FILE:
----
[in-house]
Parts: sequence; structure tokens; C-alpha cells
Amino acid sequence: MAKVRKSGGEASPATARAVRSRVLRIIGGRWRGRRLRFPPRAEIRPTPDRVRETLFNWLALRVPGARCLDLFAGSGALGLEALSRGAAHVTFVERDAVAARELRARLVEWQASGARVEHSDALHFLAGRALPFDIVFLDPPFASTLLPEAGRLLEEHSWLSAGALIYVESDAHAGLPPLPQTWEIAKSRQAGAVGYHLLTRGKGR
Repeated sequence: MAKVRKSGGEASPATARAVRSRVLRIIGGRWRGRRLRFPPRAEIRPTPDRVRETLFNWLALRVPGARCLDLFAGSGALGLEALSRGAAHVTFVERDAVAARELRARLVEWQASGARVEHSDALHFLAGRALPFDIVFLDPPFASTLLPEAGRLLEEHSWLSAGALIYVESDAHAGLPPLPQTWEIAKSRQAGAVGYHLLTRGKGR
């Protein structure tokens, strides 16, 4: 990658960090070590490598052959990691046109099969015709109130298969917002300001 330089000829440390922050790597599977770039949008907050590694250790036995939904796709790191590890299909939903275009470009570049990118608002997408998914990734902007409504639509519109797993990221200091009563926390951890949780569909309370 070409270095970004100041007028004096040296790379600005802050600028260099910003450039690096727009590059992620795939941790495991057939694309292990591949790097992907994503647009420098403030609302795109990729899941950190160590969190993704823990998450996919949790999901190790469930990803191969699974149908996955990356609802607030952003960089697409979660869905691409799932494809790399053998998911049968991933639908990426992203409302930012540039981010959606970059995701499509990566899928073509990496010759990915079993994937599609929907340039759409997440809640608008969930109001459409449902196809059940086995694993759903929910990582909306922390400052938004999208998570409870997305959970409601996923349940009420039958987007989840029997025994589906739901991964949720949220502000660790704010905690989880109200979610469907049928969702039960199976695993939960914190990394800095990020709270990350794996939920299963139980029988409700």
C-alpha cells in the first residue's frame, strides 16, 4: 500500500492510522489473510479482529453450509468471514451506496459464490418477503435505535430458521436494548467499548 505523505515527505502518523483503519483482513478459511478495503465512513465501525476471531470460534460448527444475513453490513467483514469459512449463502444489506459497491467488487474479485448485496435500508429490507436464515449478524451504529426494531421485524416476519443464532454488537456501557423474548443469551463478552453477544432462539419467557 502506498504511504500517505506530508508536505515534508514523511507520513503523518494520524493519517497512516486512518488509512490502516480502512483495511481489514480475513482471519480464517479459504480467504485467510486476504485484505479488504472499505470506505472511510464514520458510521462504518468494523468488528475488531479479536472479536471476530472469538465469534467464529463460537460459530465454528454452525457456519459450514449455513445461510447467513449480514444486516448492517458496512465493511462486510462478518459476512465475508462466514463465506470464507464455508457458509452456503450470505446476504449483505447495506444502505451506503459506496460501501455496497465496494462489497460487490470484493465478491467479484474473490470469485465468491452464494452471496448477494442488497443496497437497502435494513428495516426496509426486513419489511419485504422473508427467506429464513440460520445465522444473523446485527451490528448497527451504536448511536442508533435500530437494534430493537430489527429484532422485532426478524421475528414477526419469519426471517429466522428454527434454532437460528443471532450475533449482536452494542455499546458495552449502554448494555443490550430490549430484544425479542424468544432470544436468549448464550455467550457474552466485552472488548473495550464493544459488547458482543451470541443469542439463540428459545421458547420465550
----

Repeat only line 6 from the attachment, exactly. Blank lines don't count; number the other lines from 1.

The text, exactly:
C-alpha cells in the first residue's frame, strides 16, 4: 500500500492510522489473510479482529453450509468471514451506496459464490418477503435505535430458521436494548467499548 505523505515527505502518523483503519483482513478459511478495503465512513465501525476471531470460534460448527444475513453490513467483514469459512449463502444489506459497491467488487474479485448485496435500508429490507436464515449478524451504529426494531421485524416476519443464532454488537456501557423474548443469551463478552453477544432462539419467557 502506498504511504500517505506530508508536505515534508514523511507520513503523518494520524493519517497512516486512518488509512490502516480502512483495511481489514480475513482471519480464517479459504480467504485467510486476504485484505479488504472499505470506505472511510464514520458510521462504518468494523468488528475488531479479536472479536471476530472469538465469534467464529463460537460459530465454528454452525457456519459450514449455513445461510447467513449480514444486516448492517458496512465493511462486510462478518459476512465475508462466514463465506470464507464455508457458509452456503450470505446476504449483505447495506444502505451506503459506496460501501455496497465496494462489497460487490470484493465478491467479484474473490470469485465468491452464494452471496448477494442488497443496497437497502435494513428495516426496509426486513419489511419485504422473508427467506429464513440460520445465522444473523446485527451490528448497527451504536448511536442508533435500530437494534430493537430489527429484532422485532426478524421475528414477526419469519426471517429466522428454527434454532437460528443471532450475533449482536452494542455499546458495552449502554448494555443490550430490549430484544425479542424468544432470544436468549448464550455467550457474552466485552472488548473495550464493544459488547458482543451470541443469542439463540428459545421458547420465550